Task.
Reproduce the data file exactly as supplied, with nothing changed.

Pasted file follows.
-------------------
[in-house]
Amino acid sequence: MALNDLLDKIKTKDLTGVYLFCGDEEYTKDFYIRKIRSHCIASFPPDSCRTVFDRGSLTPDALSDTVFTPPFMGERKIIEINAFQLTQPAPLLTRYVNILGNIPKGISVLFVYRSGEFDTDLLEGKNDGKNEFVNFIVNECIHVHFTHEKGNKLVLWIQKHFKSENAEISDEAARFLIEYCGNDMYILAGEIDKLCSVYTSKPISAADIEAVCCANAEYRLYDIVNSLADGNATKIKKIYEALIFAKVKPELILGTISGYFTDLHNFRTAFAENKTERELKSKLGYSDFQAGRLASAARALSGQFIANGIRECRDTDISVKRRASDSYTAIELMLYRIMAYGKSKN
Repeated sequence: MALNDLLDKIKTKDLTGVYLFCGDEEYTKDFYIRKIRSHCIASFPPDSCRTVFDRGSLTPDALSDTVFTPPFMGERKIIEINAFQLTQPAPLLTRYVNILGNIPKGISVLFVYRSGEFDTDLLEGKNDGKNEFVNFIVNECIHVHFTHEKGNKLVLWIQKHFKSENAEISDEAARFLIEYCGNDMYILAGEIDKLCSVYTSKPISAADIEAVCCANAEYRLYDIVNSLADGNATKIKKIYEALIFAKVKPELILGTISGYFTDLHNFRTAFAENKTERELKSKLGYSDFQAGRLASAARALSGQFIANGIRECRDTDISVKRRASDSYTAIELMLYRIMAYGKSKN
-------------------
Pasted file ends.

[in-house]
Amino acid sequence: MALNDLLDKIKTKDLTGVYLFCGDEEYTKDFYIRKIRSHCIASFPPDSCRTVFDRGSLTPDALSDTVFTPPFMGERKIIEINAFQLTQPAPLLTRYVNILGNIPKGISVLFVYRSGEFDTDLLEGKNDGKNEFVNFIVNECIHVHFTHEKGNKLVLWIQKHFKSENAEISDEAARFLIEYCGNDMYILAGEIDKLCSVYTSKPISAADIEAVCCANAEYRLYDIVNSLADGNATKIKKIYEALIFAKVKPELILGTISGYFTDLHNFRTAFAENKTERELKSKLGYSDFQAGRLASAARALSGQFIANGIRECRDTDISVKRRASDSYTAIELMLYRIMAYGKSKN
Repeated sequence: MALNDLLDKIKTKDLTGVYLFCGDEEYTKDFYIRKIRSHCIASFPPDSCRTVFDRGSLTPDALSDTVFTPPFMGERKIIEINAFQLTQPAPLLTRYVNILGNIPKGISVLFVYRSGEFDTDLLEGKNDGKNEFVNFIVNECIHVHFTHEKGNKLVLWIQKHFKSENAEISDEAARFLIEYCGNDMYILAGEIDKLCSVYTSKPISAADIEAVCCANAEYRLYDIVNSLADGNATKIKKIYEALIFAKVKPELILGTISGYFTDLHNFRTAFAENKTERELKSKLGYSDFQAGRLASAARALSGQFIANGIRECRDTDISVKRRASDSYTAIELMLYRIMAYGKSKN